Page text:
Regarding my thoughts in response to what I learned and experienced on tour, I resonate strongly with a chapter I came across in an anthology of reflections on centering prayer, “Three Contemplative Waves,” by centering prayer teacher David Frenette (see Thomas Keating, et al, Spirituality, Contemplation, and Transformation: Writings on Centering Prayer [New York: Lantern Books, 2008], 9-55). Frenette’s basic thesis is that, over the past half century, the Christian contemplative tradition has undergone a profound renewal and transformation toward what he calls “incarnational contemplation”; that is, toward an emphasis on integrating contemplative practices such as centering prayer in the context of the everyday life concerns of work, marriage, family, and social justice. He identifies the first two phases of this renewal—firstly, developing new ways of understanding the relationship between contemplation and various areas of human concern, including integrating the insights of developmental and transpersonal psychology; and secondly, developing practice forms accessible to people living in the world—with the work of Cistercian monks Thomas Merton and Thomas Keating. Significantly, Frenette believes that we are currently on the cusp of a third phase of contemplative renewal, namely, the emergence of lay intentional communities that support and express these new patterns of contemplative living in the world.

Now, Frenette is writing from a different but related context than that of the majority of communities I’ve visited. Whereas the contemplative renewal Frenette traces has its roots firmly within the monastic tradition (most of its seminal teachers, for instance, have been monks—Thomas Merton, Thomas Keating, John Main, et al), the new monasticism-new friars movements I’ve covered are emerging from outside the classic monastic and mendicant orders. Whereas incarnational contemplation until now has focused primarily on interior practices and personal transformation, the greatest strength of the new monasticism-new friars, as I see it, has been a deep commitment to embodying the radical social teachings of gospels, most often in poor urban neighborhoods. Whereas incarnational contemplation has thus far developed structures for local support groups and extended retreats, the new monasticism-new friars have focused on communal forms of social engagement. One other contrast that I believe is particularly relevant here is that of demographics: while both incarnational contemplation and the new monasticism-new friars are fairly diverse, their demographic centers of gravity split between older Catholics and mainline Protestants on the incarnational contemplation side of the coin, and younger evangelicals among the new monasticism-new friars.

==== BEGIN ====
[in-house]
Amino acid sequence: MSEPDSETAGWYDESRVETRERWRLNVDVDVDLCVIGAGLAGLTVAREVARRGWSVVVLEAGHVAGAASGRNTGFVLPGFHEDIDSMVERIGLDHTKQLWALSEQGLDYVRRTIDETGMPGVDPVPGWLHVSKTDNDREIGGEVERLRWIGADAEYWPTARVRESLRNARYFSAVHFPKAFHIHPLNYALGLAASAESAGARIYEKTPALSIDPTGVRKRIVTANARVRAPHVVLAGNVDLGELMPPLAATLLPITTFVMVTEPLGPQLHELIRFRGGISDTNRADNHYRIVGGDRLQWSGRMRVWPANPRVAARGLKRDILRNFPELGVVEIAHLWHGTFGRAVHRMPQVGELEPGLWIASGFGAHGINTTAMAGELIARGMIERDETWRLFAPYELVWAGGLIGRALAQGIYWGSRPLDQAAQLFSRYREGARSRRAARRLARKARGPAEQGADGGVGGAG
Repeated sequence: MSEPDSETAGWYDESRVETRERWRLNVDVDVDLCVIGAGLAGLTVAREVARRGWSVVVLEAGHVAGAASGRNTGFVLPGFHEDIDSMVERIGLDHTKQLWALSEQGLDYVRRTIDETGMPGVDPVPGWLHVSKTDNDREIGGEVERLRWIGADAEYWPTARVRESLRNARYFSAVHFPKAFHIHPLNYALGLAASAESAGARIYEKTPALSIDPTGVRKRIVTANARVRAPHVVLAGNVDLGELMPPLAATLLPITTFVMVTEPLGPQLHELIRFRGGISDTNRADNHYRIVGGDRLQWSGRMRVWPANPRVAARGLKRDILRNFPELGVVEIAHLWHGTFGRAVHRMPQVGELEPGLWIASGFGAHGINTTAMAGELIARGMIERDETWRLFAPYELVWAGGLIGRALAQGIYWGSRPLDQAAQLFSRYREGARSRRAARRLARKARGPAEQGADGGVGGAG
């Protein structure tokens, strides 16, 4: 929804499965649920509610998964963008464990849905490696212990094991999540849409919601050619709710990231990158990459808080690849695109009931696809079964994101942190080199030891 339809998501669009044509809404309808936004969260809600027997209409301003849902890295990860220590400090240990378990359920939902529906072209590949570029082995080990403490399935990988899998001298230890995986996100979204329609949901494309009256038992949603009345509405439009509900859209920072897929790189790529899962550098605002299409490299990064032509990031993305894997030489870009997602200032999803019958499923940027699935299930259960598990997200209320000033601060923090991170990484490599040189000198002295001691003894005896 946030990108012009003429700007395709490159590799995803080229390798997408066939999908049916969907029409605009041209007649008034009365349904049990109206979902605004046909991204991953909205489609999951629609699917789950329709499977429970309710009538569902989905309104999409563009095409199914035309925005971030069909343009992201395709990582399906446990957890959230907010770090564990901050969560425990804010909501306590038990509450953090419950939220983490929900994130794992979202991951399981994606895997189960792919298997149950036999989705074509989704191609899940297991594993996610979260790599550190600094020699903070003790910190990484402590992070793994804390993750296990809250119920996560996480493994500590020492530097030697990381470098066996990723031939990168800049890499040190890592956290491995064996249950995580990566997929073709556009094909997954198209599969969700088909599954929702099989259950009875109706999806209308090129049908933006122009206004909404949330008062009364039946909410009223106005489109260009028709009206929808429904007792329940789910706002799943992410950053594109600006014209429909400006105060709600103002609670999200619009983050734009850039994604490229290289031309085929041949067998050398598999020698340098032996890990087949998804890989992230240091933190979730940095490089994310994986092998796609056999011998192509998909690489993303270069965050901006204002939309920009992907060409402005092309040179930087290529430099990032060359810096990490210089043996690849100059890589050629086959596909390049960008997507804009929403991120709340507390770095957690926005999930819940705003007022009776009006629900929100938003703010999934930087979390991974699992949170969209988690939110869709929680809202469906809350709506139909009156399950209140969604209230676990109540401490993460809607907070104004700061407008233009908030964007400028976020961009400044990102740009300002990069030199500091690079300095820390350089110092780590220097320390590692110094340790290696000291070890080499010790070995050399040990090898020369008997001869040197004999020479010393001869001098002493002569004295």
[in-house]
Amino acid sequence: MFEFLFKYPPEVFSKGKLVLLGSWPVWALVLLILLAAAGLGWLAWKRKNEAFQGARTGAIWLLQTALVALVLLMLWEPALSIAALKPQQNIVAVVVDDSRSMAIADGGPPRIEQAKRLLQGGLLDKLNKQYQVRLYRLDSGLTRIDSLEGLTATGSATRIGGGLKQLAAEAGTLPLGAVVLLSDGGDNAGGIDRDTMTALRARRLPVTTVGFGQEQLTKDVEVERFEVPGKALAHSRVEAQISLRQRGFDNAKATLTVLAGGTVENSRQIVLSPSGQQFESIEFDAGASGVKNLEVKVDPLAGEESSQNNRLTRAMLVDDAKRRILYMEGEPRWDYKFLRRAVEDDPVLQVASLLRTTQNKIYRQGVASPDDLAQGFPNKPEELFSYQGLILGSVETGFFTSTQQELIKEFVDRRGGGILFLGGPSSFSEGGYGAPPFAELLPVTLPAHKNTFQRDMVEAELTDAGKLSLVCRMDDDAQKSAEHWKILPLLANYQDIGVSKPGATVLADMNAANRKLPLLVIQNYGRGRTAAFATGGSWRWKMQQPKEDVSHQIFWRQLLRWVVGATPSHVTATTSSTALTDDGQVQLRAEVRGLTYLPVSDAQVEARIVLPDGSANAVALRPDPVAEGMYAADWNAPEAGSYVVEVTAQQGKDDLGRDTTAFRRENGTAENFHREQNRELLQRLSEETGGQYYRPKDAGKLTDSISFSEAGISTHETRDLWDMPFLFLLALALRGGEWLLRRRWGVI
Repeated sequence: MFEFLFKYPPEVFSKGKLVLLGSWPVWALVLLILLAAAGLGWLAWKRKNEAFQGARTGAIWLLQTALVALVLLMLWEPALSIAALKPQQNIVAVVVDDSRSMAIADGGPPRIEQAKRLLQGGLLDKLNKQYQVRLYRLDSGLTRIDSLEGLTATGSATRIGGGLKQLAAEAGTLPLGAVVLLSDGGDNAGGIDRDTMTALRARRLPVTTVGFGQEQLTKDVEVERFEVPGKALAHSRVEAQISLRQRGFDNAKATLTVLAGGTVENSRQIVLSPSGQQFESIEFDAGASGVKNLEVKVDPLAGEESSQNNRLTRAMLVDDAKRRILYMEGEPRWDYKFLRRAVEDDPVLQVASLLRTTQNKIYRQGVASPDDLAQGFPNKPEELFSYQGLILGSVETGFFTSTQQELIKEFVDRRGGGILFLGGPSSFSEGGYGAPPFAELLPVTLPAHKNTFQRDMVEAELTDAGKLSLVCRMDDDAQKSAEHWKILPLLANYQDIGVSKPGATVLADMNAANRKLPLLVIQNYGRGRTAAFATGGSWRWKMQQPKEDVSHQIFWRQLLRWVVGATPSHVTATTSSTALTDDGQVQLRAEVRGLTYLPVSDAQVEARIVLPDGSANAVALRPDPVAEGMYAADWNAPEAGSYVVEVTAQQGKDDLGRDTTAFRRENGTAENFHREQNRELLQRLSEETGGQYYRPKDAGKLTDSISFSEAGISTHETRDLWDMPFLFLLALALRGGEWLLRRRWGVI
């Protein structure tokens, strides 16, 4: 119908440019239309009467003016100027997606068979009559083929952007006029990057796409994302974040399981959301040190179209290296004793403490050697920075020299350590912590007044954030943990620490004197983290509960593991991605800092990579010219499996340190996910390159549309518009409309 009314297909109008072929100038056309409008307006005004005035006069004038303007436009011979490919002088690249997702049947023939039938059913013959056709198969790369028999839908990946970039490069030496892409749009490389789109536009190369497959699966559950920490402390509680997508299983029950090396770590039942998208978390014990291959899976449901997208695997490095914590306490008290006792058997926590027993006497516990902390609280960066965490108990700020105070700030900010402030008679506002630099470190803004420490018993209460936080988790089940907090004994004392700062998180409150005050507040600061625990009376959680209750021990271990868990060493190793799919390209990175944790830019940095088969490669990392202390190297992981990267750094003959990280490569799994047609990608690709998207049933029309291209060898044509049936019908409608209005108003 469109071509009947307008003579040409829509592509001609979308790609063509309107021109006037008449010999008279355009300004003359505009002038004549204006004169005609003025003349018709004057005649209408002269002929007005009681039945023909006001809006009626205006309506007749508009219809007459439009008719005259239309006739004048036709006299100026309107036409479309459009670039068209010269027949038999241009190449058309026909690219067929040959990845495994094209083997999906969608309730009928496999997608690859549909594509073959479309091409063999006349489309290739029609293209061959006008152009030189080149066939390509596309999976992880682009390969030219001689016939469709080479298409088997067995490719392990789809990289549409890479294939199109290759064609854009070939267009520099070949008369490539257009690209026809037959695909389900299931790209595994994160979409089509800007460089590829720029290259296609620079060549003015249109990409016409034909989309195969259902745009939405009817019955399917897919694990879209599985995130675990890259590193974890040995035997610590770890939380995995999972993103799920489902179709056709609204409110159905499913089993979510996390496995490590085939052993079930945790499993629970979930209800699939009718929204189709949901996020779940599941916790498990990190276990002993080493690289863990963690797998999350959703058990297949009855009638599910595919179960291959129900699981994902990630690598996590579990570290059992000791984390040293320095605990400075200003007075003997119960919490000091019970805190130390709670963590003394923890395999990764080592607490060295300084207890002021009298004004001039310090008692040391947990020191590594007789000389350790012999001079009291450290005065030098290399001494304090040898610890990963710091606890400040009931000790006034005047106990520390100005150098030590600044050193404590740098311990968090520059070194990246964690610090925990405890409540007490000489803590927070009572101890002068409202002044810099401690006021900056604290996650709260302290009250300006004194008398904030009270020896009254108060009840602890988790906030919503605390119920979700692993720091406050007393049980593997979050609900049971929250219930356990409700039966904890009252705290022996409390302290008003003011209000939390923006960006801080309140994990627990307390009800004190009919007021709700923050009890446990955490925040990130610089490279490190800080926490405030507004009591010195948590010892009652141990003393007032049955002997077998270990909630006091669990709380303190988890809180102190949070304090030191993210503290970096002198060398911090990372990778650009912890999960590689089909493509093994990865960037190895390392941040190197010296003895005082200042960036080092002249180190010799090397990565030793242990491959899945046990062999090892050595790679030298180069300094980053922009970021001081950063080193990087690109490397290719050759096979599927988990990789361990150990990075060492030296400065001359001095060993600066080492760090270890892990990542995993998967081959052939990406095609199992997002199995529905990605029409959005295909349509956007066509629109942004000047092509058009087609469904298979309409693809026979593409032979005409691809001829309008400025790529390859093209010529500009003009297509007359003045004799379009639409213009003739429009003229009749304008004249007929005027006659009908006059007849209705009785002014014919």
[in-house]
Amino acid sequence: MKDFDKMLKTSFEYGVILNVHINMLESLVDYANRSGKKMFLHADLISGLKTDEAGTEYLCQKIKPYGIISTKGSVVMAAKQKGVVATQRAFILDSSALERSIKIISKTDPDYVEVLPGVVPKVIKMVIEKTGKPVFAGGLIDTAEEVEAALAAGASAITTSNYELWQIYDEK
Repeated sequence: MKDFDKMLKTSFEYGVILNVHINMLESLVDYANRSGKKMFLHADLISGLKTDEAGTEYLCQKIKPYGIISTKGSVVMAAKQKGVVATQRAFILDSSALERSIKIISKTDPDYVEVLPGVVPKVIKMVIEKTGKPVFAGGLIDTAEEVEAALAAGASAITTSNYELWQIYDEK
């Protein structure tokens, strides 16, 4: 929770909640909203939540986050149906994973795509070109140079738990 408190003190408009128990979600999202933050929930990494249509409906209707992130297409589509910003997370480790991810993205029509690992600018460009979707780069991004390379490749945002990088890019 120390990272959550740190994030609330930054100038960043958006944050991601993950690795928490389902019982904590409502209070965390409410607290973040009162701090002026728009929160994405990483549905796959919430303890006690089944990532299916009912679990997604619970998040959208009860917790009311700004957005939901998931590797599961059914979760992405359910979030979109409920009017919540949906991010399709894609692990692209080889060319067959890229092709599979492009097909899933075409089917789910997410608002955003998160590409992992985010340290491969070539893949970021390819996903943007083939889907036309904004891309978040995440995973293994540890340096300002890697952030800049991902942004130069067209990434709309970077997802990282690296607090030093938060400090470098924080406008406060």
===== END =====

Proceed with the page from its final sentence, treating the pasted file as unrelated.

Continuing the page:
From the point of view of the monasteries themselves, at least in the Christian West, there is the related phenomenon of the vitality of many monastic houses tipping more and more toward an engagement with the wider world. Many monasteries now have far more Oblates (lay people who commit themselves to living out the spirituality of the monastery in the world) than in-house monks and nuns. For example, at New Camaldoli Hermitage in Big Sur, California—of which I am an Oblate—there are presently approximately 50 Oblates for every monk. This widening gap underlies Ivan Kauffman’s conviction, which I share, that the future of monasticism in the West lies in the direction of celibate monastics forging new collaborative relationships with lay people.